By Jessica Friend Bartlett, Twelve PR,
Earlier this month ITV and Media 10 joined forces to launch Love Island: Live at Excel London in August. It will include a live stage show and offer visitors the chance to pose questions to the islanders, along with meet and greet opportunities – just a few days after the TV show ends. This is just the latest way in which fans can engage with the show.
It’s hard to escape the megalith of Love Island, in total it will last a whole two months, and it’s even crept into the tea break conversation in our Chipping Norton office.
I watched two episodes, predominantly out of curiosity, before deciding that it would just make me too disillusioned in life. (It is ultimately a show that encourages people to test their relationships by offering up readily available other options – let me say here, all Love Island opinions are definitely my own).
We might not be able to learn the secret to finding true love from the show, but perhaps it might show us the future of brand sponsorship and influencer marketing.
Love Island could make it onto the CIPR syllabus as a textbook communications case study – according to the press pack this new series has a record number of commercial partnerships. It combines what we’d recognise as ‘traditional’ marketing techniques, such as product placement and brand sponsorship with unconventional tactics, such as its app.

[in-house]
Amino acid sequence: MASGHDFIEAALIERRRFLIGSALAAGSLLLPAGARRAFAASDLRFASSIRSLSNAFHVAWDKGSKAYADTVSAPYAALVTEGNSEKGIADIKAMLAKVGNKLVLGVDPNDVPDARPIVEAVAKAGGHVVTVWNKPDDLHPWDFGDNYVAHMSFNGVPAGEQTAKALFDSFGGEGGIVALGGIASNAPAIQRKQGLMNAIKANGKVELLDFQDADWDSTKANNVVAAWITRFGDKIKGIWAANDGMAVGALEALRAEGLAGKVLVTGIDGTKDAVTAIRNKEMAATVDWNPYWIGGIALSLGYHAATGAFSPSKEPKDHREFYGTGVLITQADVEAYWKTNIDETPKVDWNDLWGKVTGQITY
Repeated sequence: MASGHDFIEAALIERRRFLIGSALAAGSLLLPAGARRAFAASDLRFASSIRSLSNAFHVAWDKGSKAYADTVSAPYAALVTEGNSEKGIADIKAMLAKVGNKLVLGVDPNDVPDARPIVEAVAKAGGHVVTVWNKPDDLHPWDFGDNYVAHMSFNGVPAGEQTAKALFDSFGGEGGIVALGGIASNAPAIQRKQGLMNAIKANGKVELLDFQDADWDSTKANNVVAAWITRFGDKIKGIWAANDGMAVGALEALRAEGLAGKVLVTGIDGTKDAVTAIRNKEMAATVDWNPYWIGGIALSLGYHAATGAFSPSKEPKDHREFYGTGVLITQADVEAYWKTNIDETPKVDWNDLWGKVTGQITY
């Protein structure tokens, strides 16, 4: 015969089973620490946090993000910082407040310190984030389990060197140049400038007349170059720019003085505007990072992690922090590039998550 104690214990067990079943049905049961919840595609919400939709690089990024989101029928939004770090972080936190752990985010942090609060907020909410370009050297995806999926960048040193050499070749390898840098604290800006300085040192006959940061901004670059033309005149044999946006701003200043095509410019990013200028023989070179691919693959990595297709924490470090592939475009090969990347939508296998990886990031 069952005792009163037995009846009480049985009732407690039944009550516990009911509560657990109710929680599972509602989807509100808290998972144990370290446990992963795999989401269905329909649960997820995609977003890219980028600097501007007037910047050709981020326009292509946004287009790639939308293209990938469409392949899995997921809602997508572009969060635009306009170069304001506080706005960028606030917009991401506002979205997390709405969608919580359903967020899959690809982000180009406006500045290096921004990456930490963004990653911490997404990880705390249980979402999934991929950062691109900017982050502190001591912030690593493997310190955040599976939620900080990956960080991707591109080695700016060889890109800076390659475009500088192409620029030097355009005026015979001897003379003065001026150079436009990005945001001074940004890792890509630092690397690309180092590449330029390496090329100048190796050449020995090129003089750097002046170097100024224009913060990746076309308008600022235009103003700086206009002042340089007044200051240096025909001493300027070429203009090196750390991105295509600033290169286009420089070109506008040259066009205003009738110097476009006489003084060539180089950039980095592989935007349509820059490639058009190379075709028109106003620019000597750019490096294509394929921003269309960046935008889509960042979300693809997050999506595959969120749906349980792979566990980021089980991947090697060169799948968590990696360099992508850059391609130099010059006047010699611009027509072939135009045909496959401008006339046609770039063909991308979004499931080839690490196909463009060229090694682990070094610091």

For instance, it’s headline sponsor, Superdrug, has the immediate opening and closing slots of each ad break during the programme and viewers can see Islander’s using its own-label products, especially the sun cream, which they need copious amounts of.
On the flip side, Love Island’s partnership with the clothing brand, Missguided, is more innovative. Each contestant is provided with a Missguided wardrobe.
Everything from swimsuits, pyjamas to the going-out outfits (not that they actually ‘go out’, they get dressed up for the forced evening mingling in the villa). It’s a classic bit of product placement combined with influencer marketing.
I think we can all agree that each contender has the beginnings of an influencer career – just look at Jessica Rose from series three of the reboot, engaged to Dom Lever (another contestant – they actually met on the show) with 1.1 million Instagram followers.